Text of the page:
Yibus know how I'm a goofy fan girl about Elizabeth, right? I started following her around like a stalker about the same time as I started blogging, and we've made great friends. She was the one who first suggested I should try my hand at Cozy Mystery (something that, until I met her, I hadn't known was a genre of its own). So she has been my go-to resource both for the Social Networking she has mastered [if there was a PhD offered in Social Networking, her picture would be on the seal] AND for the tricks and rules for writing mystery.
Well for today I selfishly begged her to share something with you that I REALLY wanted her to share with ME because I am trying to figure this out myself. I wrote a trilogy once, but I am just trying to get my first 'stand alone sequel' in order. But I figured I couldn't be the only one who wanted to know how!
So Elizabeth, WELCOME! I'm thrilled to have you here!
Tips for Writing a Sequel—by Elizabeth S. Craig
The idea of writing sequels used to make me freeze up a little. I didn’t want to bore the folks who read my first book, or confuse and frustrate new readers who didn’t know who my characters were or how they connected with each other.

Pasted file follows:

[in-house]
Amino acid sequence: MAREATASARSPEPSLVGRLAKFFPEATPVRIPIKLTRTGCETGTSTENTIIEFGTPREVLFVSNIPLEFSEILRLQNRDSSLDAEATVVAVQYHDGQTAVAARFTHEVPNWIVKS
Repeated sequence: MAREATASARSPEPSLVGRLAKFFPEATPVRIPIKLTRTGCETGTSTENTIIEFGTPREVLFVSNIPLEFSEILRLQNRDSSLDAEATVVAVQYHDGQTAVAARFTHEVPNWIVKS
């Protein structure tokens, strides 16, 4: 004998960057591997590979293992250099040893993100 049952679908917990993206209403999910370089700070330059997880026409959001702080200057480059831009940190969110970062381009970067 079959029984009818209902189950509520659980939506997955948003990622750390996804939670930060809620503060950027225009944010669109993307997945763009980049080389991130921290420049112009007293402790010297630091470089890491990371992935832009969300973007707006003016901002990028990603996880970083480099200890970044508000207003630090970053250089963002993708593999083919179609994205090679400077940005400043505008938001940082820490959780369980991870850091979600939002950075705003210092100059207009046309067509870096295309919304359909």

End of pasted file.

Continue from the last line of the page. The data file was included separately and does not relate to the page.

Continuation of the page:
What was the right balance?
I’ve heard opinions both ways…that it’s better to leave off any real explanation of the characters and their motivations in the second book, and that it’s better to make sure not to leave readers confused.
For me, though, I’ve decided it’s better to treat the second book as a standalone as opposed to treating it as a continuation. Here’s why:
It’s more likely that even most of my returning readers would need a refresher—especially considering how long it takes for a book to come out. The only reason this wouldn’t be the case is if someone bought book one and book two at the same time.
I also decided, based on my own experience as a reader, that it’s worse to be confused than it is to be (very) briefly bored by a short explanation. As a reader, I wish I had the time and patience to figure out who characters are…but I just don’t. Instead, I’m likely to choose another book in my huge stack.
None of us really write a lot of backstory anyway—that’s kind of looked down on. So the second book wouldn’t have any more backstory than the first (naturally, even the first book has a a backstory—why is Jessica scared of commitment? Why won’t Mama go out and look for another job?)
So my conclusion was that I’d write the sequel almost like a standalone, but being especially cautious (even more than usual) about including too much backstory or over-describing my characters, knowing that returning readers would have even less-tolerance for backstory than first-time readers.